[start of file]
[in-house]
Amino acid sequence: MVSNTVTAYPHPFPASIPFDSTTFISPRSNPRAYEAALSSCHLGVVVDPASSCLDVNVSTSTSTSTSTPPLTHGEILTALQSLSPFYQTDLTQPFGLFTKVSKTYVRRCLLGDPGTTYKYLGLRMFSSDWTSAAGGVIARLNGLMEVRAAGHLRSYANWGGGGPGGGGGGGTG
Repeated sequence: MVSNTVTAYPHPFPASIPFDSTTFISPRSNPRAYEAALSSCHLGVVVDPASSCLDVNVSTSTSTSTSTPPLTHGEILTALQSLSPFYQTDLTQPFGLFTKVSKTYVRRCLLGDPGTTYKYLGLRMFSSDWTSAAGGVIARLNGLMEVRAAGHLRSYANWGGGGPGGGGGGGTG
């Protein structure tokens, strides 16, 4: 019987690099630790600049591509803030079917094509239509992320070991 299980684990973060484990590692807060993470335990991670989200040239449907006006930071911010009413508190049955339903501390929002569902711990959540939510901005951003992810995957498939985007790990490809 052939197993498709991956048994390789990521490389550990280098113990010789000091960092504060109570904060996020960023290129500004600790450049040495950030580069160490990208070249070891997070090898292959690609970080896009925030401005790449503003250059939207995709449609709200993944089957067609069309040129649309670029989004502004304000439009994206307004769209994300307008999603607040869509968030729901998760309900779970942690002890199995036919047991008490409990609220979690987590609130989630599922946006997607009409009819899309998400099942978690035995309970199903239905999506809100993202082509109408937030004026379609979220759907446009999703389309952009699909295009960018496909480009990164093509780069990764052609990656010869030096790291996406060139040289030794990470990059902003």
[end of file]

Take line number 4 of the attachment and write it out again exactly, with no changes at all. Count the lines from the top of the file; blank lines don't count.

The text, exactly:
């Protein structure tokens, strides 16, 4: 019987690099630790600049591509803030079917094509239509992320070991 299980684990973060484990590692807060993470335990991670989200040239449907006006930071911010009413508190049955339903501390929002569902711990959540939510901005951003992810995957498939985007790990490809 052939197993498709991956048994390789990521490389550990280098113990010789000091960092504060109570904060996020960023290129500004600790450049040495950030580069160490990208070249070891997070090898292959690609970080896009925030401005790449503003250059939207995709449609709200993944089957067609069309040129649309670029989004502004304000439009994206307004769209994300307008999603607040869509968030729901998760309900779970942690002890199995036919047991008490409990609220979690987590609130989630599922946006997607009409009819899309998400099942978690035995309970199903239905999506809100993202082509109408937030004026379609979220759907446009999703389309952009699909295009960018496909480009990164093509780069990764052609990656010869030096790291996406060139040289030794990470990059902003």